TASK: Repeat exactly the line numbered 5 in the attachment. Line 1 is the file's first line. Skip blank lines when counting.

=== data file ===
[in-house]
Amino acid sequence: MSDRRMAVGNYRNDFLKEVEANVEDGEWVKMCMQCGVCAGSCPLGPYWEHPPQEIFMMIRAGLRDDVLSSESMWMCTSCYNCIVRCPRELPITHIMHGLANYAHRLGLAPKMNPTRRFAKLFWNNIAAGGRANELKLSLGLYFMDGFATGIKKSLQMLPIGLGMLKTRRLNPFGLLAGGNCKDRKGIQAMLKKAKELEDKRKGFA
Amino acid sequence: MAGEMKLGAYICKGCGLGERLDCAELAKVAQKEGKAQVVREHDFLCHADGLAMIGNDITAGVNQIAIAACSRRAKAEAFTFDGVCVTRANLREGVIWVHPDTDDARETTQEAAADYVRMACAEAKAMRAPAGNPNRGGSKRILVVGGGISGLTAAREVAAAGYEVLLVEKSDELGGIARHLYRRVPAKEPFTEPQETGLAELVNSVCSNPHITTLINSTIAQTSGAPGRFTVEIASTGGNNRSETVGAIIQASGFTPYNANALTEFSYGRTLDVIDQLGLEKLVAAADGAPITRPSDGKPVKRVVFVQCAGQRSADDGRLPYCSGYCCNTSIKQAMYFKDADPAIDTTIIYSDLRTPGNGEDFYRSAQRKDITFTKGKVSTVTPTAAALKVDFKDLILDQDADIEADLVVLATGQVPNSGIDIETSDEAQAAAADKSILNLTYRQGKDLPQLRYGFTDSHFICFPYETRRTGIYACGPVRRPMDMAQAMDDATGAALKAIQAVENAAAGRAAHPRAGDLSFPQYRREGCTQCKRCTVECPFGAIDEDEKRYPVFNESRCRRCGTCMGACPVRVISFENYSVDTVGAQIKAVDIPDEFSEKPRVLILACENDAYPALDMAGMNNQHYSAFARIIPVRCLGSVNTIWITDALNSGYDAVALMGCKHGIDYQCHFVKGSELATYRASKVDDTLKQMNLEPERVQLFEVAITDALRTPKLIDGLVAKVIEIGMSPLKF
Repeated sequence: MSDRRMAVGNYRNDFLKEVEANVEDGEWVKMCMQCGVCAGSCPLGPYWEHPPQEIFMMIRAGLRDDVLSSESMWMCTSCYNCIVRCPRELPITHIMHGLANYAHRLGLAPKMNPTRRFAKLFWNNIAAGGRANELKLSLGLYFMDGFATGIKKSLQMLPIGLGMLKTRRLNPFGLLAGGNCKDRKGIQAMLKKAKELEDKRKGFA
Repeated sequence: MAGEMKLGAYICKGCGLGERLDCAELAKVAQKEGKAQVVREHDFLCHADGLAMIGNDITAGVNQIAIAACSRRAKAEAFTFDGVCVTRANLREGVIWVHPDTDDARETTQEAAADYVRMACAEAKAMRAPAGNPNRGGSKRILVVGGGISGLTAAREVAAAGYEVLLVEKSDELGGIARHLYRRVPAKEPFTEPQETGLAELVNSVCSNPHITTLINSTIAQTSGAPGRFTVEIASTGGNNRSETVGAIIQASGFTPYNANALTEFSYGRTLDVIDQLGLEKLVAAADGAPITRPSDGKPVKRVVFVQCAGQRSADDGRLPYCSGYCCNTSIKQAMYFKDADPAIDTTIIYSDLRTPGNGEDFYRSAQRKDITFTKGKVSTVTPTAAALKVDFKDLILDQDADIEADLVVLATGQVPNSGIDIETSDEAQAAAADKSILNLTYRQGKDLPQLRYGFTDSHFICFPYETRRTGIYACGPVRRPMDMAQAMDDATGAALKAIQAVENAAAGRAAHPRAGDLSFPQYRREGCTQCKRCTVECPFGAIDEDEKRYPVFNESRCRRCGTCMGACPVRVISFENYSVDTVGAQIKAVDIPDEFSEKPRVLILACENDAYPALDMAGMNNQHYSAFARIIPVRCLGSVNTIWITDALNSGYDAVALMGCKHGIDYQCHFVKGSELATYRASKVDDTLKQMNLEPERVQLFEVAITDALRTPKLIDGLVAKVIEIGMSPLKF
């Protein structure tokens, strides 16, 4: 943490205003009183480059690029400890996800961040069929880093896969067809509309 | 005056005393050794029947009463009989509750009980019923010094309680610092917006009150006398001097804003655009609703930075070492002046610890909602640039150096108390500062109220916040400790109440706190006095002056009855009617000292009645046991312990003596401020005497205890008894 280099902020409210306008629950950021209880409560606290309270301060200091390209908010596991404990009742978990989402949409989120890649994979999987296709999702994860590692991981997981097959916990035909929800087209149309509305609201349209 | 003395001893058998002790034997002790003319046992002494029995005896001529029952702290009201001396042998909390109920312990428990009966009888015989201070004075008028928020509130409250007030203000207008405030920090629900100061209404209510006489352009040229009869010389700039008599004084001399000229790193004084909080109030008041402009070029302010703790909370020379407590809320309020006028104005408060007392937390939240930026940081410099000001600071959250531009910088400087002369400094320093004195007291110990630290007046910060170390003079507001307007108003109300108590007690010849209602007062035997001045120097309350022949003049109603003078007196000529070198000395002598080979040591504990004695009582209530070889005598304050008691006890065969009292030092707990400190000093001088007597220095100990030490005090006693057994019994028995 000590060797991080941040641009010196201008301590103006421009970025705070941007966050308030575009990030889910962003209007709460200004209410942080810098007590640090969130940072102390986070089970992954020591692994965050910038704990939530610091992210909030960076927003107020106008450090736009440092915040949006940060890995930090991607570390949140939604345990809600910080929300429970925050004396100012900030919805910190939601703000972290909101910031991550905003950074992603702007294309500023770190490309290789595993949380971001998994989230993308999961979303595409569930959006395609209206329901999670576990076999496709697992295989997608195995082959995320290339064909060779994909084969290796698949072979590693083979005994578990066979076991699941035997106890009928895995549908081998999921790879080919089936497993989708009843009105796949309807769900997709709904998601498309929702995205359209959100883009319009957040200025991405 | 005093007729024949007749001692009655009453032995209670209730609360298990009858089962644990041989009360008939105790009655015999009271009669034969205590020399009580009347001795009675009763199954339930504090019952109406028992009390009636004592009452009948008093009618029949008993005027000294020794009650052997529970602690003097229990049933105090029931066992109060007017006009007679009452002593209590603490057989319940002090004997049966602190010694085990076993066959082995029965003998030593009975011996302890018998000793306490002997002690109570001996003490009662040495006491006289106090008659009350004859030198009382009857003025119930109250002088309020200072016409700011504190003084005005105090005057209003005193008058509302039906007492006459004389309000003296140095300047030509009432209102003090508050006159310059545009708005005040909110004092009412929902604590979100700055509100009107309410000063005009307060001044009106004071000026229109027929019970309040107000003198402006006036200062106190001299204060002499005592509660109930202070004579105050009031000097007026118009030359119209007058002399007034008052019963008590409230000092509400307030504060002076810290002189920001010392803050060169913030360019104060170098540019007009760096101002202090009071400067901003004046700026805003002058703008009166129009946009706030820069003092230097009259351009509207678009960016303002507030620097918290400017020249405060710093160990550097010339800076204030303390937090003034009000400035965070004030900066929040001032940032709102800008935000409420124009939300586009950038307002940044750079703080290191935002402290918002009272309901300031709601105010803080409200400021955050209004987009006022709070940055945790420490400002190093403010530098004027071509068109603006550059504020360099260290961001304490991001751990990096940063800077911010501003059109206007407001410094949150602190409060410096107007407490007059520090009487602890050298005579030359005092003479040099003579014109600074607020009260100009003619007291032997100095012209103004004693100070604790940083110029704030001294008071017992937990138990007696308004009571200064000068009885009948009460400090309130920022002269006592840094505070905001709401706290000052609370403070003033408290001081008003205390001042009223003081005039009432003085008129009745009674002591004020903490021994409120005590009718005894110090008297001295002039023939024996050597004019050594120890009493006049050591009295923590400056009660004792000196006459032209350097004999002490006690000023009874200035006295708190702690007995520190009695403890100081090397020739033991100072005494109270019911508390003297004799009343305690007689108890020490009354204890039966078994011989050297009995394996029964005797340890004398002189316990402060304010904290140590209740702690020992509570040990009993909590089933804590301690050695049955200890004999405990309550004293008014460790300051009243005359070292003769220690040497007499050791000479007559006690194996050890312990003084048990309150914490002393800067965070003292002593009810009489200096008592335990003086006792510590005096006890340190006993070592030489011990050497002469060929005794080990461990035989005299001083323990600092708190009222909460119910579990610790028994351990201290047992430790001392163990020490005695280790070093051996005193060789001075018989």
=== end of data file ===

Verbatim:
Repeated sequence: MAGEMKLGAYICKGCGLGERLDCAELAKVAQKEGKAQVVREHDFLCHADGLAMIGNDITAGVNQIAIAACSRRAKAEAFTFDGVCVTRANLREGVIWVHPDTDDARETTQEAAADYVRMACAEAKAMRAPAGNPNRGGSKRILVVGGGISGLTAAREVAAAGYEVLLVEKSDELGGIARHLYRRVPAKEPFTEPQETGLAELVNSVCSNPHITTLINSTIAQTSGAPGRFTVEIASTGGNNRSETVGAIIQASGFTPYNANALTEFSYGRTLDVIDQLGLEKLVAAADGAPITRPSDGKPVKRVVFVQCAGQRSADDGRLPYCSGYCCNTSIKQAMYFKDADPAIDTTIIYSDLRTPGNGEDFYRSAQRKDITFTKGKVSTVTPTAAALKVDFKDLILDQDADIEADLVVLATGQVPNSGIDIETSDEAQAAAADKSILNLTYRQGKDLPQLRYGFTDSHFICFPYETRRTGIYACGPVRRPMDMAQAMDDATGAALKAIQAVENAAAGRAAHPRAGDLSFPQYRREGCTQCKRCTVECPFGAIDEDEKRYPVFNESRCRRCGTCMGACPVRVISFENYSVDTVGAQIKAVDIPDEFSEKPRVLILACENDAYPALDMAGMNNQHYSAFARIIPVRCLGSVNTIWITDALNSGYDAVALMGCKHGIDYQCHFVKGSELATYRASKVDDTLKQMNLEPERVQLFEVAITDALRTPKLIDGLVAKVIEIGMSPLKF